Intervention during the General Debate 11th Session of the Assembly of States Parties The Hague, 15 November 2012 Distinguished delegates, I would like to take this opportunity to address this important audience on behalf of the Colombian Commission of Jurists. In addition to celebrating the tenth anniversary of the ICC, we would like to set out some points regarding our concern for the grave situation of impunity in Colombia, where measures are being adopted that are deterrent to the administration of justice for war crimes and crimes against humanity. Over the past year, Congress has approved bills and enacted legislation that have resulted in favoring impunity for grave crimes. One of these concerns a constitutional amendment known as the “Legal Framework for Peace”, which allows judicial authorities to abstain from conducting criminal prosecutions for gross human rights violations and grave breaches to international humanitarian law. Consequently, the rights to truth, justice and reparations for victims would be addressed through non- judicial mechanisms. The only cases that can be criminally investigated and prosecuted are those related to perpetrators bearing the gravest responsibility for international crimes. Paradoxically, this framework allows for suspended prison sentences in these very cases. A second constitutional amendment, set to be approved in December, aims at expanding the scope of Military Jurisdiction in order to impede civilian courts from investigating and prosecuting such violations and breaches when committed by members of the security forces. On 2 nd October, 11 mandate holders of the Special Procedures of the UN Human Rights Council expressed their concern on the possible adoption of this reform, considering that this would “represent a historic step backwards regarding Colombia’s developments in the fight against impunity, as well as to respect and ensure human rights”. Furthermore, an amendment has been approved to a law that allows reduced sentences for paramilitaries convicted for crimes against humanity. This law was adopted in 2005 under the attractive and pretentious name of Justice and Peace Law (JPL). Such reduced sentences will no longer be subject to the condition of providing integral reparation to victims, given that the procedural phase of judicial reparation has been eliminated. Thus, victims will only be entitled to administrative reparation, consisting of minimal sums, arbitrarily defined through yet another law, and without taking into account the assessment of damages incurred. Moreover, the possibility of continuing to allow sentence reductions for international crimes has been extended for those crimes committed after 2005. With measures such as the aforementioned, in a country where crimes under the jurisdiction of the ICC continue to be perpetrated, we are witnessing not only the continuing situation of impunity, but we are also under a scenario in which no policies are adopted in order to prevent future atrocities. While important laws have been adopted in Colombia in the past two years, such as the Law on Victims and Land Restitution, and a peace negotiation between the government and the guerrillas has been recently initiated, this is not a compensatory argument for justifying the impunity awarded to these international crimes. Under article 17, the Rome Statute enables the ICC to exercise its jurisdiction in relation to international crimes when it considers that a State is unwilling or unable to carry out nationalCalle 72 # 12 – 65 piso 7 | www.coljuristas.org | firstname.lastname@example.org | teléfono: (+571) 7449333 | fax: (+571) 7432643 | Bogotá, Colombia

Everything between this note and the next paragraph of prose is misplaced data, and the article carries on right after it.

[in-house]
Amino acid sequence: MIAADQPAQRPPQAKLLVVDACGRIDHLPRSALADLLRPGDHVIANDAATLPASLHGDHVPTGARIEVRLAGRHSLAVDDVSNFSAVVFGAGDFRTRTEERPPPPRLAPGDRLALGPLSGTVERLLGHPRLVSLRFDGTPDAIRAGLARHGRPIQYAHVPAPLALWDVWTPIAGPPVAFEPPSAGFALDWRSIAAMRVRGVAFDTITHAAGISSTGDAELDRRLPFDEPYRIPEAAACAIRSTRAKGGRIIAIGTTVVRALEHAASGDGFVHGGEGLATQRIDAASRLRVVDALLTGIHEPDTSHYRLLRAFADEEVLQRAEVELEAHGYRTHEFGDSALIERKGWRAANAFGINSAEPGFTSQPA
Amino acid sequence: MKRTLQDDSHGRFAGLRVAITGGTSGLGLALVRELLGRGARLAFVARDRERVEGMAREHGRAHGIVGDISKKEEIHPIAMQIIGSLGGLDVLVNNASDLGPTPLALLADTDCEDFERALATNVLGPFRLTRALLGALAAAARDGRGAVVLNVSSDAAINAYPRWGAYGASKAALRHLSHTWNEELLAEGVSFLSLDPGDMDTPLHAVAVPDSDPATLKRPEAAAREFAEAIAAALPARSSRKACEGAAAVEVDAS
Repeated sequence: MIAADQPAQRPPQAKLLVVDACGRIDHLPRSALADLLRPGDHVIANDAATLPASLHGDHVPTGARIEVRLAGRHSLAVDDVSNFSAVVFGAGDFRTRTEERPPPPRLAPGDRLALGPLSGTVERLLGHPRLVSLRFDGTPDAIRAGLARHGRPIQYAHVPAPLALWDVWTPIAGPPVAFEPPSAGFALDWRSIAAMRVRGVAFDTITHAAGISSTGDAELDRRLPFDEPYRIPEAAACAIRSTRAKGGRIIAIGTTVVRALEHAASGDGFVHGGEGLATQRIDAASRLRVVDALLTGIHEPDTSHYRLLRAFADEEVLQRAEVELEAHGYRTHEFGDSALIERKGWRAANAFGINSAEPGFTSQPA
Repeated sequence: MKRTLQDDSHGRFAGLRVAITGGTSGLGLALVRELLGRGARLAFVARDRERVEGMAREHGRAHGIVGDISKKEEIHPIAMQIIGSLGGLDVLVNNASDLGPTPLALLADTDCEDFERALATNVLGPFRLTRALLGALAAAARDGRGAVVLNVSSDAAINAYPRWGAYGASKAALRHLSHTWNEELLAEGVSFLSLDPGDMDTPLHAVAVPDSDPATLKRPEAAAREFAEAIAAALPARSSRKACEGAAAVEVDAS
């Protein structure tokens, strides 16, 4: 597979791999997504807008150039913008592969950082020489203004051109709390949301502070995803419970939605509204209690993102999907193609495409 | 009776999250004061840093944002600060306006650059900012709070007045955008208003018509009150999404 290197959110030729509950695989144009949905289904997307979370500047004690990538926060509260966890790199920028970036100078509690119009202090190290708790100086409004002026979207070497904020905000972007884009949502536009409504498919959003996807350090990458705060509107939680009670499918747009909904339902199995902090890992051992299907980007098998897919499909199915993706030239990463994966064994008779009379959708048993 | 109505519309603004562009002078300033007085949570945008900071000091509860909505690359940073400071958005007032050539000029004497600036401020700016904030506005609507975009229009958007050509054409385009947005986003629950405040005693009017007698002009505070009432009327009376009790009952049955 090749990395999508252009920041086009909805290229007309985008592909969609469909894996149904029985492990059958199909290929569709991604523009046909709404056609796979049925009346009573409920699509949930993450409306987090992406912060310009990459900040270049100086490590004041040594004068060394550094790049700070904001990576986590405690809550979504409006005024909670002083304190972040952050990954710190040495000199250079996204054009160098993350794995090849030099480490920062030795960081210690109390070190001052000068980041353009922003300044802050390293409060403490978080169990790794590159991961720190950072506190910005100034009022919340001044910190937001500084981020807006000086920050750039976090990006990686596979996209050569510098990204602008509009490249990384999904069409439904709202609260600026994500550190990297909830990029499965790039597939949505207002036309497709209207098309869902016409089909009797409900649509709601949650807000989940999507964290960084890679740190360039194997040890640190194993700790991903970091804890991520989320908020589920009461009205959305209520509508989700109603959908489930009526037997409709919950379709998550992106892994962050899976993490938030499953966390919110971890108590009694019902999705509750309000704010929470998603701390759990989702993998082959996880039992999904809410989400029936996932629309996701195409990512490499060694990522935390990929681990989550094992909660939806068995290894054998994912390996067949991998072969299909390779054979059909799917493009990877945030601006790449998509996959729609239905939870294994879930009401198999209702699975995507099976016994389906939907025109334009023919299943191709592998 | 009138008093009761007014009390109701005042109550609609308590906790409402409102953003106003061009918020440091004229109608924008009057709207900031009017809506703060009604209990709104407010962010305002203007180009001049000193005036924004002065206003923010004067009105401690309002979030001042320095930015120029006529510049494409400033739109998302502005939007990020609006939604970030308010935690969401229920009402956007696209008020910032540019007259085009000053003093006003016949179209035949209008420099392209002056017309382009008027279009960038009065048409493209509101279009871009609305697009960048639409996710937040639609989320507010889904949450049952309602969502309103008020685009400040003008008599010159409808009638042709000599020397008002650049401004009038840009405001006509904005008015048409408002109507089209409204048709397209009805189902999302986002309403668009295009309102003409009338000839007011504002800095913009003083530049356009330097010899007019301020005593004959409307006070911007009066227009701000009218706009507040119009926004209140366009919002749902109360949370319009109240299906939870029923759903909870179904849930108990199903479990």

prosecutions. By promoting the aforementioned national measures, Colombia falls under the scenarioenvisioned in article 17, given that it is limiting its capacity and willingness to provide justice to thoseaffected by grave international crimes.It is for these reasons that we respectfully reiterate our call to the ICC and the OTP to open a formalinvestigation in the situation in Colombia.Thank you.